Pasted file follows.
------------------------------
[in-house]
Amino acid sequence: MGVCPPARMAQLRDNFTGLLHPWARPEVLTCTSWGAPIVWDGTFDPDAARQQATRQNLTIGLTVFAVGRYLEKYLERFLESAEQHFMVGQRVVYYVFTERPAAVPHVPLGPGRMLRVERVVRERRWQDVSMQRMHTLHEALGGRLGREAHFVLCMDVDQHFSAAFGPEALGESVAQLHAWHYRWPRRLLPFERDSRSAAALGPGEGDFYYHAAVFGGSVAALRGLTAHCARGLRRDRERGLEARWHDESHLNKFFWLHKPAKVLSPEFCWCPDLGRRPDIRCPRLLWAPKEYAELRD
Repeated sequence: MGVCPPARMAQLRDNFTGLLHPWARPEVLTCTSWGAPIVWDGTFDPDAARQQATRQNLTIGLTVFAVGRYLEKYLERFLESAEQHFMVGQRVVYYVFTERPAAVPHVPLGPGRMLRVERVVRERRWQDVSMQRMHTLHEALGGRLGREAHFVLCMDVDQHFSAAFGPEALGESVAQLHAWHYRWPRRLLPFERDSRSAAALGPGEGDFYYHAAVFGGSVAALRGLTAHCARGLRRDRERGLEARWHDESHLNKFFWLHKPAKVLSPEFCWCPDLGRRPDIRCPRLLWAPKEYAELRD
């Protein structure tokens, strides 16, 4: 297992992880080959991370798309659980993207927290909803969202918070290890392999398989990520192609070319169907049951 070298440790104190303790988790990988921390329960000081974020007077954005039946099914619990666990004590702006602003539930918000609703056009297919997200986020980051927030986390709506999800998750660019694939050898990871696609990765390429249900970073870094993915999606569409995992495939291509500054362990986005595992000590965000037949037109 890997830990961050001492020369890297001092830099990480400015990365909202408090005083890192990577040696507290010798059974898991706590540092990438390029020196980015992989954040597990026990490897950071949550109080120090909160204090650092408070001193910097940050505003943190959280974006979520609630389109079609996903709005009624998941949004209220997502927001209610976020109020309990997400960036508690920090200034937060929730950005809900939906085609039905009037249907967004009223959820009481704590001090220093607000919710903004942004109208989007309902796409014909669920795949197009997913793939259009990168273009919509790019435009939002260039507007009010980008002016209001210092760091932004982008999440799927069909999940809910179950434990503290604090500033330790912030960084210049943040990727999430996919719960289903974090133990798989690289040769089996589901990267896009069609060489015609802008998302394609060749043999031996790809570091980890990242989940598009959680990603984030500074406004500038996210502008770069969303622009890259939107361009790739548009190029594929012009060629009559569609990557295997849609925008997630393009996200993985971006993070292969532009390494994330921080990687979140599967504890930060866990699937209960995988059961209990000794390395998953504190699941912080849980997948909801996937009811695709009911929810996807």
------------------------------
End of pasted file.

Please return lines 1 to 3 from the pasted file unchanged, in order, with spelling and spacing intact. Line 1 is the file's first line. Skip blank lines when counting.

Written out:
[in-house]
Amino acid sequence: MGVCPPARMAQLRDNFTGLLHPWARPEVLTCTSWGAPIVWDGTFDPDAARQQATRQNLTIGLTVFAVGRYLEKYLERFLESAEQHFMVGQRVVYYVFTERPAAVPHVPLGPGRMLRVERVVRERRWQDVSMQRMHTLHEALGGRLGREAHFVLCMDVDQHFSAAFGPEALGESVAQLHAWHYRWPRRLLPFERDSRSAAALGPGEGDFYYHAAVFGGSVAALRGLTAHCARGLRRDRERGLEARWHDESHLNKFFWLHKPAKVLSPEFCWCPDLGRRPDIRCPRLLWAPKEYAELRD
Repeated sequence: MGVCPPARMAQLRDNFTGLLHPWARPEVLTCTSWGAPIVWDGTFDPDAARQQATRQNLTIGLTVFAVGRYLEKYLERFLESAEQHFMVGQRVVYYVFTERPAAVPHVPLGPGRMLRVERVVRERRWQDVSMQRMHTLHEALGGRLGREAHFVLCMDVDQHFSAAFGPEALGESVAQLHAWHYRWPRRLLPFERDSRSAAALGPGEGDFYYHAAVFGGSVAALRGLTAHCARGLRRDRERGLEARWHDESHLNKFFWLHKPAKVLSPEFCWCPDLGRRPDIRCPRLLWAPKEYAELRD